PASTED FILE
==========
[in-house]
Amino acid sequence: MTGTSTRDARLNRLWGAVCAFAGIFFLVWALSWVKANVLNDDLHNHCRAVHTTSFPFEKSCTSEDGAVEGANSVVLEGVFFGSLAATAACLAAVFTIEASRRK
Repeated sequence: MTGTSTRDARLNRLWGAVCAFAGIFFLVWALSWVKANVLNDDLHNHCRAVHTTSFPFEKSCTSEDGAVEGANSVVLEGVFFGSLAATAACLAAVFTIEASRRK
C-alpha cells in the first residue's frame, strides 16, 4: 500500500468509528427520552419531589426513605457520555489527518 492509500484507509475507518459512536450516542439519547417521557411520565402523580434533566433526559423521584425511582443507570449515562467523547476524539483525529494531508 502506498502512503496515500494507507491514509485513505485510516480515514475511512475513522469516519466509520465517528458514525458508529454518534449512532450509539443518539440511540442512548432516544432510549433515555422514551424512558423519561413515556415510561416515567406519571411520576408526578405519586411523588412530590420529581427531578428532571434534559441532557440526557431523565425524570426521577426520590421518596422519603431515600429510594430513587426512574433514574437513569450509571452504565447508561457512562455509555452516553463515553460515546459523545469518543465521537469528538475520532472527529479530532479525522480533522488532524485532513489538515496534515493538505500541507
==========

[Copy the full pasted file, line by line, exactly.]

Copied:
[in-house]
Amino acid sequence: MTGTSTRDARLNRLWGAVCAFAGIFFLVWALSWVKANVLNDDLHNHCRAVHTTSFPFEKSCTSEDGAVEGANSVVLEGVFFGSLAATAACLAAVFTIEASRRK
Repeated sequence: MTGTSTRDARLNRLWGAVCAFAGIFFLVWALSWVKANVLNDDLHNHCRAVHTTSFPFEKSCTSEDGAVEGANSVVLEGVFFGSLAATAACLAAVFTIEASRRK
C-alpha cells in the first residue's frame, strides 16, 4: 500500500468509528427520552419531589426513605457520555489527518 492509500484507509475507518459512536450516542439519547417521557411520565402523580434533566433526559423521584425511582443507570449515562467523547476524539483525529494531508 502506498502512503496515500494507507491514509485513505485510516480515514475511512475513522469516519466509520465517528458514525458508529454518534449512532450509539443518539440511540442512548432516544432510549433515555422514551424512558423519561413515556415510561416515567406519571411520576408526578405519586411523588412530590420529581427531578428532571434534559441532557440526557431523565425524570426521577426520590421518596422519603431515600429510594430513587426512574433514574437513569450509571452504565447508561457512562455509555452516553463515553460515546459523545469518543465521537469528538475520532472527529479530532479525522480533522488532524485532513489538515496534515493538505500541507